• A Korean consortium led by Kores launched the only published bid for Whitehaven in February. Whitehaven started an auction procedure after being engaged by other potential bidders. It now appears none of the auction participants is willing to offer a satisfactory price.
  • The recent rise of the australian dollar makes the purchase of Australian assets less attractive. Commodity markets are setting prices in American dollars, while Whitehaven’s costs are mainly in Australian dollars. As a result, costs increase without revenues going up by the same ratio.

Implications:

  • Both the Australian and the American coal mining sectors are going through a wave of consolidation. However, the Australian market is less fragmented, leaving fewer opportunities for interesting mergers.
  • The key driver for consolidation in North America is cost pressure and the access to export capacity, while the drive by Asian steelmakers to secure supplies of coking coal are the key driver for the same movement in Australia (and South East Asia).

©2011 | Wilfred Visser | thebusinessofmining.com

Korean Consortium Leads in Whitehaven Coal Takeover

February 17, 2011 Comments off

“In the latest scramble for Australia’s resources by Asian consumers worried about energy security, a Korean consortium has made an initial offer to buy Whitehaven Coal Ltd., a company valued at 3.5 billion Australian dollars (US$3.5 billion).

The non-binding offer by Korea Resources Corp., known as Kores, and Daewoo International Corp. underscores how volatility in commodity markets is driving consumers to bid more aggressively for high-quality reserves that can be shipped home. Coal prices recently surged to two-year highs after major mines around the world were hit by heavy flooding.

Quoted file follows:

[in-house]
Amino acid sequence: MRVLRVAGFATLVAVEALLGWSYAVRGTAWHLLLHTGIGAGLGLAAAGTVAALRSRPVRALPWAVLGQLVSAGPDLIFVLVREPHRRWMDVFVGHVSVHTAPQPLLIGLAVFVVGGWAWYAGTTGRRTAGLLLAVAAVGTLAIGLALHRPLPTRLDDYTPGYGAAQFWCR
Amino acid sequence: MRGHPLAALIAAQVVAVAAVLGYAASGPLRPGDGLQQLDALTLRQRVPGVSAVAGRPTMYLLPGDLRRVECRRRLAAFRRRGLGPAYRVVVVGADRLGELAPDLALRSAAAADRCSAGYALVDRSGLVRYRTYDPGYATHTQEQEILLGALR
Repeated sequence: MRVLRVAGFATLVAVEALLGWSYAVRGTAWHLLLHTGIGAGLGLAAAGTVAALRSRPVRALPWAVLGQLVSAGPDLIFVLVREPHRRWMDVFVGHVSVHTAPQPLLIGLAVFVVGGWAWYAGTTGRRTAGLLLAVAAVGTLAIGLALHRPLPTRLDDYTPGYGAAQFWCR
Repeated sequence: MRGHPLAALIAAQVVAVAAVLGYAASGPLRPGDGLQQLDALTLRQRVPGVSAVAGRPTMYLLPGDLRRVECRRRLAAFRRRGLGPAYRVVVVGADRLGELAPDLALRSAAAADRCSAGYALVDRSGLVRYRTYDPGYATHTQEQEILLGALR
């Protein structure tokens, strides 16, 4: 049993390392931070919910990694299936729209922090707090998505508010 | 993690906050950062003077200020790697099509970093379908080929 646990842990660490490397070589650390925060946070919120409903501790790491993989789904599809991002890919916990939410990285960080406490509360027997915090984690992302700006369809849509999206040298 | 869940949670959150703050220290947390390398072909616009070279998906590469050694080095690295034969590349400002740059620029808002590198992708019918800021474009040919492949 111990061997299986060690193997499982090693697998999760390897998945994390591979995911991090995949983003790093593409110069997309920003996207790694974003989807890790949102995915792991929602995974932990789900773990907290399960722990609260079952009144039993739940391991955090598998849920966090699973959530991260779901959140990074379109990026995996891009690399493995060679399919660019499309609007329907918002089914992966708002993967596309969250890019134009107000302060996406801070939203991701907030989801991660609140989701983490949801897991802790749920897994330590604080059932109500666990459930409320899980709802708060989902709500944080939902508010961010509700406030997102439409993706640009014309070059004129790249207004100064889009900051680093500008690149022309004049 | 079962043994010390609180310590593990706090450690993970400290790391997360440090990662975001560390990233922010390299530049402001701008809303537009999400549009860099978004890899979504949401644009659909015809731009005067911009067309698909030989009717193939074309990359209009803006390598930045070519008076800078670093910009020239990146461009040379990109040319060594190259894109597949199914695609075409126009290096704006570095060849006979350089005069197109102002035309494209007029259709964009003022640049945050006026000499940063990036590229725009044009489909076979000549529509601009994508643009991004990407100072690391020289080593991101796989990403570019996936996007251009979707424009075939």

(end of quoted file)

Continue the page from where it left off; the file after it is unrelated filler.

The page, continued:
Whitehaven, which produces coking coal used in steelmaking and thermal coal used in power generation from five mines in New South Wales state, put itself up for sale last year in a move to capitalize on this wave of acquisition activity. Updating the market Feb. 7, Sydney-based Whitehaven said short-listed parties have been invited to complete more detailed due diligence and submit binding offers. It didn’t identify potential buyers, but the market expects companies from China, the U.S. and India to be involved.”

Source: Wall Street Journal, February 15 2011

Observations:

  • Whitehaven started an official takeover procedure, in which a list of potential bidders is invited to bid for the company based on information provided by the seller in a data room, last year. Initial offers were due of February 2nd, with binding offers expected over the coming month.
  • Driven by increasing coal prices, various Asian companies have bought Australian coal assets to secure access to raw materials over the past 18 months. China’s Yanzhou Coal Mining, Thailand’s Banpu Energy, and India’s Adani secured deals. China Shenhua (which owns assets near Whitehaven’s mines) and Indian ICVL are named as potential competing bidders for Whitehaven.

Implications:

  • The Korean Consortium will likely not be the only bidder in the takeover process. Typically multiple bidders are led to submit an offer in a takeover procedure in order to maximize the price paid for the company. Potential bidders without operating assets in Australia are not expected to be able to realize high synergies, making the bidder that is prepared to take most risk or that is most optimistic about the value ‘win’ the battle.
  • The buyer of Whitehaven might face regulatory obstacles from Australia’s Foreign Investment Review Board, which forced Yanzhou Coal Mining Co. to list the Australian assets in Australia to keep control over the domestic energy industry.

©2011 | Wilfred Visser | thebusinessofmining.com